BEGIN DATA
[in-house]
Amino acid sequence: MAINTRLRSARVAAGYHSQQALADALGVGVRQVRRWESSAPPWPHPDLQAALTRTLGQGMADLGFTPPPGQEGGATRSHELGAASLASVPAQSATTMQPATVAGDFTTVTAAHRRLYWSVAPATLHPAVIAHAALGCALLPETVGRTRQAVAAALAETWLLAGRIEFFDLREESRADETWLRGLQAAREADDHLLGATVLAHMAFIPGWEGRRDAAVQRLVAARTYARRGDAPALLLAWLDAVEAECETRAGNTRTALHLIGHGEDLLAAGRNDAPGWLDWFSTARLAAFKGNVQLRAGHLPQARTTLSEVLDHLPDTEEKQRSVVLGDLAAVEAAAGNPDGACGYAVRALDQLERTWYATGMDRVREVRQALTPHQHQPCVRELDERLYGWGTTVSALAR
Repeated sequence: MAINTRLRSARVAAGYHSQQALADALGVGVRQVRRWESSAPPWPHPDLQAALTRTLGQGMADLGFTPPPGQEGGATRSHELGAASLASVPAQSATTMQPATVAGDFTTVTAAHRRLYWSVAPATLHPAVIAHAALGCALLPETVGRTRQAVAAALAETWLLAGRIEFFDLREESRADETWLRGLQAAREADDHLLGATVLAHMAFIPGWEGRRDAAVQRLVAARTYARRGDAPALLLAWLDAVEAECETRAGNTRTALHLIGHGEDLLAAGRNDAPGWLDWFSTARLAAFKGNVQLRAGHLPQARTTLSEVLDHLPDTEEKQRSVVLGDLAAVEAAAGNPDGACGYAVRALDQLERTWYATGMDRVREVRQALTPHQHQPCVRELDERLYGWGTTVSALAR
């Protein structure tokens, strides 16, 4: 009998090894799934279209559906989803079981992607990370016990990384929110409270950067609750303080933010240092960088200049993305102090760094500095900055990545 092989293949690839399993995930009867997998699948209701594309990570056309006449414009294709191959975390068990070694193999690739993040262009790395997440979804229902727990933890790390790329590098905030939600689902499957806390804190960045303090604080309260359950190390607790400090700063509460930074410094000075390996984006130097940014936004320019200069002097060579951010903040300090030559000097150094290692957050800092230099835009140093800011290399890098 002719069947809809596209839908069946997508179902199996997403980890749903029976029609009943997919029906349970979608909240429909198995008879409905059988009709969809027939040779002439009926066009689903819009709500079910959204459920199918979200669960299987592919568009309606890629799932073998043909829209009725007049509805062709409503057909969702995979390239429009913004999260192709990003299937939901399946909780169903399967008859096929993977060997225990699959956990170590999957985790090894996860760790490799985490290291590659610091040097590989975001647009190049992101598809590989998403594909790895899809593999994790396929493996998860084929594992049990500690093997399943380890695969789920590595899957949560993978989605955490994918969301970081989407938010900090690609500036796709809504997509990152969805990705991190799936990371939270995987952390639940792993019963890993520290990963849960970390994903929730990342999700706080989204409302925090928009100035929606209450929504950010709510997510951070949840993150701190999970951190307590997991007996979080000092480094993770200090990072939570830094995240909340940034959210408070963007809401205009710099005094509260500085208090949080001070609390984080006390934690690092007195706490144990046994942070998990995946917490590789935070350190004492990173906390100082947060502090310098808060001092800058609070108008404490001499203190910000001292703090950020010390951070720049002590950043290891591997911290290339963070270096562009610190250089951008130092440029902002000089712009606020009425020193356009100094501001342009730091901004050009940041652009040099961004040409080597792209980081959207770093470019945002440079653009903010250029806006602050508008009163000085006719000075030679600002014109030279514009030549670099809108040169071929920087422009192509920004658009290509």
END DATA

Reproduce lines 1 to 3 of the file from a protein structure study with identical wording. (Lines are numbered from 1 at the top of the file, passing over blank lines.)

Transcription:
[in-house]
Amino acid sequence: MAINTRLRSARVAAGYHSQQALADALGVGVRQVRRWESSAPPWPHPDLQAALTRTLGQGMADLGFTPPPGQEGGATRSHELGAASLASVPAQSATTMQPATVAGDFTTVTAAHRRLYWSVAPATLHPAVIAHAALGCALLPETVGRTRQAVAAALAETWLLAGRIEFFDLREESRADETWLRGLQAAREADDHLLGATVLAHMAFIPGWEGRRDAAVQRLVAARTYARRGDAPALLLAWLDAVEAECETRAGNTRTALHLIGHGEDLLAAGRNDAPGWLDWFSTARLAAFKGNVQLRAGHLPQARTTLSEVLDHLPDTEEKQRSVVLGDLAAVEAAAGNPDGACGYAVRALDQLERTWYATGMDRVREVRQALTPHQHQPCVRELDERLYGWGTTVSALAR
Repeated sequence: MAINTRLRSARVAAGYHSQQALADALGVGVRQVRRWESSAPPWPHPDLQAALTRTLGQGMADLGFTPPPGQEGGATRSHELGAASLASVPAQSATTMQPATVAGDFTTVTAAHRRLYWSVAPATLHPAVIAHAALGCALLPETVGRTRQAVAAALAETWLLAGRIEFFDLREESRADETWLRGLQAAREADDHLLGATVLAHMAFIPGWEGRRDAAVQRLVAARTYARRGDAPALLLAWLDAVEAECETRAGNTRTALHLIGHGEDLLAAGRNDAPGWLDWFSTARLAAFKGNVQLRAGHLPQARTTLSEVLDHLPDTEEKQRSVVLGDLAAVEAAAGNPDGACGYAVRALDQLERTWYATGMDRVREVRQALTPHQHQPCVRELDERLYGWGTTVSALAR